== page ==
A French Baroque Diva: Arias for Marie Fel – Carolyn Sampson, sop./ Ex Cathedra/ Jeffrey Skidmore – Hyperion

A French Baroque Diva: Arias for Marie Fel – Carolyn Sampson, sop./ Ex Cathedra/ Jeffrey Skidmore – Hyperion CDA68035, 72:56 [Distr. by Harmonia mundi] ****:

Marie Fel was the soprano of her age; though Enlightenment Paris knew of many others, and very important, singers, none had the draw that she did, and none was more acclaimed. This was no mere publicity façade or urban legend circulating the City of Light at the time—it was real and Fel was a disciplined, urbane, and highly intelligent artist who not only upped the ante as far as the technical mechanics of singing, but expanded it in terms of virtuosity and stylistic assimilation. After her debut the “adorable nightingale” (as Voltaire called her) she expanded her horizons by studying with renowned singer Christina Somis, also a darling of sorts that had arrived in Paris from Italy. This infusion of the Italian vocal ethos enabled her to attain a technical proficiency unknown among French singers of the day, and her slow, steady, and carefully acquired roles over the next years vaulted her into the position of absolute Diva among French artists. Poets and writers extolled her stage virtues, while composers, especially Rameau, benefitted greatly from her pointed and penetrating performances.

On this recording her career is traced from early debut to last performance, with a particular concentration on the year 1754 when in her early forties and at the peak of her career she revived two operas of Rameau, premiered an opera by Mondonville, and many other sacred perfor-mances. The program is well-chosen and immaculately executed by Skidmore and forces. When I see the name of Carolyn Sampson on anything I know that it is a guaranteed seal of quality, and she doesn’t disappoint here. Her glorious voice is pliable and easily adapted to the variety of styles that Fel assimilated, with a broad range and far-reaching palate of colors on which to draw. The sound at All Hallows, Gospel Oak in London is resonant and embracing. A fine issue.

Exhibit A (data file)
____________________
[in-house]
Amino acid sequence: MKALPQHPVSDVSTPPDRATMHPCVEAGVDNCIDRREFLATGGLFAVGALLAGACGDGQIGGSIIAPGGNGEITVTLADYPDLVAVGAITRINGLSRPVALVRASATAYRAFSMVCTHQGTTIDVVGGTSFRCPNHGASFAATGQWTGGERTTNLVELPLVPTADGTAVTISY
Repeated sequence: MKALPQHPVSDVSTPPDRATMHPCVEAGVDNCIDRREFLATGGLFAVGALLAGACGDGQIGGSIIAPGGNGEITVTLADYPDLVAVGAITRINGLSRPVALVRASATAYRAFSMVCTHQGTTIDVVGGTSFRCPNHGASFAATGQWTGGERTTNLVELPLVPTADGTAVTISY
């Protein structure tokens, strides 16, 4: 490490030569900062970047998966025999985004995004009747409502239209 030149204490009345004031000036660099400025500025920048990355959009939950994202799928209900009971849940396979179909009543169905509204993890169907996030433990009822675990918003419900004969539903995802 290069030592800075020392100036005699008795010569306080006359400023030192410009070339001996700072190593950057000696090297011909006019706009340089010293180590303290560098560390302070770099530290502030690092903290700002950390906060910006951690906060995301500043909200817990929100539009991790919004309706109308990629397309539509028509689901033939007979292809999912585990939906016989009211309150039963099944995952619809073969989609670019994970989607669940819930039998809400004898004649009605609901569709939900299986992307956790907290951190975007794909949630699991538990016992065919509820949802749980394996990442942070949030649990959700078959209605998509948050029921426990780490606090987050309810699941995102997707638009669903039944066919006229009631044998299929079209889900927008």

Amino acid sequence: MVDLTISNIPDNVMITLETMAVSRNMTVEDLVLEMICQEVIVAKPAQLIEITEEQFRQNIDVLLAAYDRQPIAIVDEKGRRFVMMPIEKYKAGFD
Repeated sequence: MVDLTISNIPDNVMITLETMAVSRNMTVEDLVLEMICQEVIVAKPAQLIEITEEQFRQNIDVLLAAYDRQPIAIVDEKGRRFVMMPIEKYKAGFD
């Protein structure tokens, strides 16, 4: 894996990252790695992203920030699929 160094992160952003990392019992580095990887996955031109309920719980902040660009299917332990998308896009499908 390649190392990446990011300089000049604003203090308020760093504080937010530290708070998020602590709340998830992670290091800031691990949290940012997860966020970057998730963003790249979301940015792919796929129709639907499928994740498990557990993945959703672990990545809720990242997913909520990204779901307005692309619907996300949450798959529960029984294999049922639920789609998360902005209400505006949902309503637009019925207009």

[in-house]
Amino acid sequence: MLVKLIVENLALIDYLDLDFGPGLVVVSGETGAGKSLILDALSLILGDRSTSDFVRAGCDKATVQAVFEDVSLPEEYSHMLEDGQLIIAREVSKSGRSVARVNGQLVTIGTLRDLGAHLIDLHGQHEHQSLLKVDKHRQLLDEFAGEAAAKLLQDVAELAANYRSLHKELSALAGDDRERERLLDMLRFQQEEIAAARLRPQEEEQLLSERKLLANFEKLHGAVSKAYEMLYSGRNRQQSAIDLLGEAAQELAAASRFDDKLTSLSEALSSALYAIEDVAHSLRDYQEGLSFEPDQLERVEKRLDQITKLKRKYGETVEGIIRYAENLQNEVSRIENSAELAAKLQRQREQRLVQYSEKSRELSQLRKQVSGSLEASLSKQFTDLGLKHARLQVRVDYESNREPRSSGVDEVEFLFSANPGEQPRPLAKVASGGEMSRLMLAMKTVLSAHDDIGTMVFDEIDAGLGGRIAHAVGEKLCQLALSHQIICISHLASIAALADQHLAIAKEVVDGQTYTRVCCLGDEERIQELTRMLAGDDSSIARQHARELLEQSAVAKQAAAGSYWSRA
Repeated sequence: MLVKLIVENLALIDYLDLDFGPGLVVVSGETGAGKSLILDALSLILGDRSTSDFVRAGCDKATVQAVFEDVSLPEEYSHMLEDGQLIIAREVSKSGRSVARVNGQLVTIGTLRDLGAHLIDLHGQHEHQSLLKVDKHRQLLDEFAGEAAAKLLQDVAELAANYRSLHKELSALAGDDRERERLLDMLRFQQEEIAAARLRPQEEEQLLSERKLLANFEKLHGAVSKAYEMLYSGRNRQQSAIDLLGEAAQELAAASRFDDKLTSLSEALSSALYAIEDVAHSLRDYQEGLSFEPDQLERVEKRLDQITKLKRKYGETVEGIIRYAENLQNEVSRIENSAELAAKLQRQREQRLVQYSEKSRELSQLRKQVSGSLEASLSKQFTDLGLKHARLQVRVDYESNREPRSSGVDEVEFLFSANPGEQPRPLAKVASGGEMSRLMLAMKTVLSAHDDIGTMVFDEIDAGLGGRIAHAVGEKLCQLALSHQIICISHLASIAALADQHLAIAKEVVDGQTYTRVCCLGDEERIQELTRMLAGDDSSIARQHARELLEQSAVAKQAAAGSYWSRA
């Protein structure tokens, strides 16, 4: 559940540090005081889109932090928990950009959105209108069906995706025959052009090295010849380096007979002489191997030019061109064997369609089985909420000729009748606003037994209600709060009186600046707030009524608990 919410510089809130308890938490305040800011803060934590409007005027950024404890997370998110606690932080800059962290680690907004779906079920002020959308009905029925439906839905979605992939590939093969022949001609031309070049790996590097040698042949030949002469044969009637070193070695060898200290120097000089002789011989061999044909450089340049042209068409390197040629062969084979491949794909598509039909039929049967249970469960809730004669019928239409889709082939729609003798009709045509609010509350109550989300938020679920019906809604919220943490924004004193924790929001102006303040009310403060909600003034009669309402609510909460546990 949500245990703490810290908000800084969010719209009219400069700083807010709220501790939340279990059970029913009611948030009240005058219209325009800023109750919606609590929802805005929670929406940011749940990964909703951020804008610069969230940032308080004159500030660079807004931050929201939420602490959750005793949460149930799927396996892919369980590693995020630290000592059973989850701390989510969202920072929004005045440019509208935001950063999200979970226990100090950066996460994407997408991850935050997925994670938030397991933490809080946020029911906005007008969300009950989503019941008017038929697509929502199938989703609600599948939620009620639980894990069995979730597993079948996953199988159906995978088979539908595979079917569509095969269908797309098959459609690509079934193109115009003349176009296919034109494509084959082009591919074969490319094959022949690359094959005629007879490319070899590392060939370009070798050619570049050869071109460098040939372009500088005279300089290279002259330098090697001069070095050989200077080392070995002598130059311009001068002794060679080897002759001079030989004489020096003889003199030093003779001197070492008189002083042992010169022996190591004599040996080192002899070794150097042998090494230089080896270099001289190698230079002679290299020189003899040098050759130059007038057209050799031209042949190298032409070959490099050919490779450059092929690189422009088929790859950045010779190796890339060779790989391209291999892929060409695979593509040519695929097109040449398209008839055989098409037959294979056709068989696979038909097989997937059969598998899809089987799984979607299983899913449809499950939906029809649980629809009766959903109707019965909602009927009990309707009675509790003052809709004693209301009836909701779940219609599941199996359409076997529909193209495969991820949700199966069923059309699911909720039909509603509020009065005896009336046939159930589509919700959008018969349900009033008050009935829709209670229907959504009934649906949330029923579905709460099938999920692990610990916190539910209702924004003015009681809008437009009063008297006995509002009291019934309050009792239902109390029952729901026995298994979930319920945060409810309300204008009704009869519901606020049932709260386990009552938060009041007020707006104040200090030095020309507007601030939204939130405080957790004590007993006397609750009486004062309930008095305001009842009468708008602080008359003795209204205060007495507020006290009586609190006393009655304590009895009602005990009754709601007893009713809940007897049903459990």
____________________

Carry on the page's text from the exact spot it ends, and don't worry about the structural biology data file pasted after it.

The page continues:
FIOCCO, J H: Laudate pueri (Part 1 of Laudate pueri); A solis ortu (Part 3 of Laudate pueri); 
Alleluia (Part 4 of Laudate pueri)
LACOSTE: Ah! quand reviendront nos beaux jours?
LALANDE: Regna terrae (Movement 5 of Exsurgat Deus, S71); Sinfonie (Movement 1 of Te Deum laudamus, S32); Tu rex gloriae (Movement 8 of Te Deum laudamus, S32); 
Tu ad liberandum suscepturus hominem (Movement 9 of Te Deum laudamus, S32); 
Viderunt omnes termini terrae (Movement 5 of Cantate Domino, S72)
MONDONVILLE: Gasouillats auzeléts (Act 1 Scene 2 from Daphnis et Alcimadure); Venite, adoremus (Movement 4 of Venite, exsultemus); Hodie si vocem (Movement 6 of Venite, exsultemus);
RAMEAU: Tristes apprêts (from Castor et Pollux); Amour, lance tes traits (from Les fêtes de l’Hymen et de l’Amour); La Lyre Enchantée
ROUSSEAU, J-J: Salve regina

—Steven Ritter

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